LT-GEN. SIR ANDREW CLARKE Autograph Letter Signed.
British soldier and Colonial Governor.
ALS. 4pp. 52 Portland Place, W. October 6th 1888. To [William] Woodall. Together with a contemporary portrait PHOTOGRAPH.
"Your kind note has touched me much. It tells me that my old service under you at the War Office still lingers in your memory. May I say how gratified I am by the invitation of the Chiefs of the Artillery Corps of your District and how happy I am in accepting the honour they have done me. Next week, as you tell me, you will be in Guernsey. In following I most probably will be in France but after the 22nd I will hold all my time at your disposal and will be right glad to accept your hospitality."
8vo. Approx 7 x 4.5 inches. Mounting traces to right edge of verso of last leaf, else fine. The portrait is a fine 19th century albumin photograph. It measures approx 5.5 x 4 inches (excluding mount). It is mounted on a card leaf from album which has some mounting damage to verso but the photograph itself is in fine condition.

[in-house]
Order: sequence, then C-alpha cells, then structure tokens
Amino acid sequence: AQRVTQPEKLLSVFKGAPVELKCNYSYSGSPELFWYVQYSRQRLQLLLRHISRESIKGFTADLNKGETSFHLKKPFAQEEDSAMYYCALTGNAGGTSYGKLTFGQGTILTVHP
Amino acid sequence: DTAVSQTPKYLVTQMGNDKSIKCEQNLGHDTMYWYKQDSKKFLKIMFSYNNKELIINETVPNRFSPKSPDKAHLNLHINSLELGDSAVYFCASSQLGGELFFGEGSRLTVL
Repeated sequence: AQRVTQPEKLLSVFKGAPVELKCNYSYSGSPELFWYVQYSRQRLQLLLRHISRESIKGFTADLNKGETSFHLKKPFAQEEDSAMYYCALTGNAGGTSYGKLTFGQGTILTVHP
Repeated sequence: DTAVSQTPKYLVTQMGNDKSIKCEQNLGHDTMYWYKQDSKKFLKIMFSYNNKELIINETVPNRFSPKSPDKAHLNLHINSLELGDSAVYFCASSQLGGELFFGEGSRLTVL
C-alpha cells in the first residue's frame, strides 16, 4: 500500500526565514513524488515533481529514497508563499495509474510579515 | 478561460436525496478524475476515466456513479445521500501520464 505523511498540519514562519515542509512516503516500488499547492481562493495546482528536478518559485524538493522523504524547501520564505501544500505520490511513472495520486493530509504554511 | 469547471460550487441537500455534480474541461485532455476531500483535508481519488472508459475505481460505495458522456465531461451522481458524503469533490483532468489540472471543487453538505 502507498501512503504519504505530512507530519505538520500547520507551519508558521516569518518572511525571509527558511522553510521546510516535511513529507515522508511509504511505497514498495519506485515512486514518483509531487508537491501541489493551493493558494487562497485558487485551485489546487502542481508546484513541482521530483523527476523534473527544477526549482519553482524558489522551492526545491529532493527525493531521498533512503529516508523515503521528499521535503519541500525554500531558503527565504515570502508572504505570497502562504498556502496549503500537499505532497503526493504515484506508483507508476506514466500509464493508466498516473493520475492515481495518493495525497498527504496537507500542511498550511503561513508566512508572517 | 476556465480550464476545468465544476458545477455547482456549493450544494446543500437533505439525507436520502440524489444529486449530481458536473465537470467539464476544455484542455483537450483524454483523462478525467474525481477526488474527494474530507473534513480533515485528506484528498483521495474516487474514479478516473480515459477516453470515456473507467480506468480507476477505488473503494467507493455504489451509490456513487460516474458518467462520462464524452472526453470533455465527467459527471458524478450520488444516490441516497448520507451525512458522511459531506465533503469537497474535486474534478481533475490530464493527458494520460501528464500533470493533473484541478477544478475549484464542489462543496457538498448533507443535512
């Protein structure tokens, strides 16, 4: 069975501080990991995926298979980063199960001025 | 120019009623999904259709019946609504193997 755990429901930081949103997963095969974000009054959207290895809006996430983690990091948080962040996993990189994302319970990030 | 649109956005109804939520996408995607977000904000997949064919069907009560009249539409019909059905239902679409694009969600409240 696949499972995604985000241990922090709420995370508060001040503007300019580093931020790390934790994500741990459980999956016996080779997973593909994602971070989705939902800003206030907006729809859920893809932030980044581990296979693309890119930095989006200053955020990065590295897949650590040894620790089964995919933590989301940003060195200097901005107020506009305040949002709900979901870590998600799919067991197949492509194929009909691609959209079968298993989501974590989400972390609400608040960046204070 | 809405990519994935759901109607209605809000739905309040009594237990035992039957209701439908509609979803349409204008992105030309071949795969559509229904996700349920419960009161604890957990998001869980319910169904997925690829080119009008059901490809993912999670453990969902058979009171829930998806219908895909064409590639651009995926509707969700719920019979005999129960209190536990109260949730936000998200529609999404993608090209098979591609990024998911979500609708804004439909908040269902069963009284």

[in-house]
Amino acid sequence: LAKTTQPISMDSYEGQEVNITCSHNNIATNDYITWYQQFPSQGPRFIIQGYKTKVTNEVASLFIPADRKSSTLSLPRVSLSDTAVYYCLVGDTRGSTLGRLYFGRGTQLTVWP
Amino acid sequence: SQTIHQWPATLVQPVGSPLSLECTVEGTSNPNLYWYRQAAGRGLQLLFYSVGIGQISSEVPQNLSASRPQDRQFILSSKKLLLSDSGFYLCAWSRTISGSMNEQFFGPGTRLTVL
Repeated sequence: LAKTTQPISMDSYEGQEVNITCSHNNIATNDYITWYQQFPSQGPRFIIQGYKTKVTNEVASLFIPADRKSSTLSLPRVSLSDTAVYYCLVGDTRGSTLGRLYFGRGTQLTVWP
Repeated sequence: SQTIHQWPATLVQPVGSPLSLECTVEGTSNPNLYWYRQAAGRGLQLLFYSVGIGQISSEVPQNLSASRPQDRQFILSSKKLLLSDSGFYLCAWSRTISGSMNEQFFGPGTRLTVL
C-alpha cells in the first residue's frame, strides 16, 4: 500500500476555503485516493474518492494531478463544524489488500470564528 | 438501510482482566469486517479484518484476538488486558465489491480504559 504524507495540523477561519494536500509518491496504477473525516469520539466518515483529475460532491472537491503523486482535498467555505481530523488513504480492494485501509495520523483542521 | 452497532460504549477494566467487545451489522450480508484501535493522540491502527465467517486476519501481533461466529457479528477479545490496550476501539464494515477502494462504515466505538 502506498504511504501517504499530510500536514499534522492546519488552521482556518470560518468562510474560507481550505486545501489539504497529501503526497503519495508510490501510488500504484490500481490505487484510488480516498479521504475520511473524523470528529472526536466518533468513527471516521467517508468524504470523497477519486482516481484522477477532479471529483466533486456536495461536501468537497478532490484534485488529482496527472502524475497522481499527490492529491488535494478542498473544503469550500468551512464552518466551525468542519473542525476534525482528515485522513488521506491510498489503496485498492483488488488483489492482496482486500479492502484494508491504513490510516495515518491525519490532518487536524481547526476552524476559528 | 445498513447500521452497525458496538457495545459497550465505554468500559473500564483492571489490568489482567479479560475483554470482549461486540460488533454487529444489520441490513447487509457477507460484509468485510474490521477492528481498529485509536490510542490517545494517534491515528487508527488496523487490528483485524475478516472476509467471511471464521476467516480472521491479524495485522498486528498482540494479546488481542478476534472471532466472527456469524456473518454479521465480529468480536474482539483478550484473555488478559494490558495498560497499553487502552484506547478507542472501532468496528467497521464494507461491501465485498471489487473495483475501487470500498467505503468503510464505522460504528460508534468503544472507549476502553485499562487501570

Lt.-Gen. Sir Andrew Clarke began his career as a superintendent of convict labour in Australia, where his father was Governor of Western Australia. Following his father's death, soon after his arrival, Andrew Clarke rose rapidly in the Colonial Government and administration of both New Zealand and Australia, where he was a member of the first Victoria Legislative Assembly. He went on to play an important role in the government of the Straits Settlement at Singapore, where he served as the second Governor of Singapore from 1873 to 1875. He was instrumental in making Singapore the key port for the Malay states and negotiated the Treaty of Pangkor which established indirect British Rule over Malaya. He played a vital part in determining the outcome of the Klang War. From 1875 to 1880, Andrew Clarke was on the Council of the Viceroy of India. Both the letter and the photograph are from the 19th century collection made by the radical Liberal M.P., William Woodall. Woodall was surveyor-general of the Ordnance under Gladstone and, subsequently, Financial Secretary to the War Office. Andrew Clarke would have had dealings with Woodall during Clarke's time as Inspector-General of Fortifications (1882-86).